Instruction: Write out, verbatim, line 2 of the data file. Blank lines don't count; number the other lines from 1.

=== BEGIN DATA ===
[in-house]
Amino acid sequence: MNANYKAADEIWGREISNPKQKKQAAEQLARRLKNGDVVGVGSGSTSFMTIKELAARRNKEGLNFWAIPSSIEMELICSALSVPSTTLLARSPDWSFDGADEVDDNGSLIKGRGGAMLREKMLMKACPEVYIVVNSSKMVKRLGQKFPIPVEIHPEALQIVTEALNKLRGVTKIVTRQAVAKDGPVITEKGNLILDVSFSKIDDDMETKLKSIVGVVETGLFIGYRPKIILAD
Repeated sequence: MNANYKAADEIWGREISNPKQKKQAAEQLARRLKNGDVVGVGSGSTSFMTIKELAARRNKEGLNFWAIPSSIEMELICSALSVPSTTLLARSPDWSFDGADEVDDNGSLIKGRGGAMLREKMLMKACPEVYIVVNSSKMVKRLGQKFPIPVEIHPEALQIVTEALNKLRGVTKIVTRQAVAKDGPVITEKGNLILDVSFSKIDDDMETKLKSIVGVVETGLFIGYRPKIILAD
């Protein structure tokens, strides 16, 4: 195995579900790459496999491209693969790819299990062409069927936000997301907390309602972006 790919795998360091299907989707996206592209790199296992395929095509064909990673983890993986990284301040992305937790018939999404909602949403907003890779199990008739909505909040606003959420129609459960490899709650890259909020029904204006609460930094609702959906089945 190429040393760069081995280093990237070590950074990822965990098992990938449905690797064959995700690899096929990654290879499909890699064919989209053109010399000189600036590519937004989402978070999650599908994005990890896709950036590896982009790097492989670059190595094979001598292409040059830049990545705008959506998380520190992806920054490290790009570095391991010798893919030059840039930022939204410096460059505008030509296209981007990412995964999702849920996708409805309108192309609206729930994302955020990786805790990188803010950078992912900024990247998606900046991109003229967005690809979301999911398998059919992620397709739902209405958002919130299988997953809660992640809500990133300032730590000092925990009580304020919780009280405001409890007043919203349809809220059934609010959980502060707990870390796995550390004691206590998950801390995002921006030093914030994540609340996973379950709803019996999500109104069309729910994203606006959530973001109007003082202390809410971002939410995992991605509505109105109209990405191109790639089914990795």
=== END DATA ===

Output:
Amino acid sequence: MNANYKAADEIWGREISNPKQKKQAAEQLARRLKNGDVVGVGSGSTSFMTIKELAARRNKEGLNFWAIPSSIEMELICSALSVPSTTLLARSPDWSFDGADEVDDNGSLIKGRGGAMLREKMLMKACPEVYIVVNSSKMVKRLGQKFPIPVEIHPEALQIVTEALNKLRGVTKIVTRQAVAKDGPVITEKGNLILDVSFSKIDDDMETKLKSIVGVVETGLFIGYRPKIILAD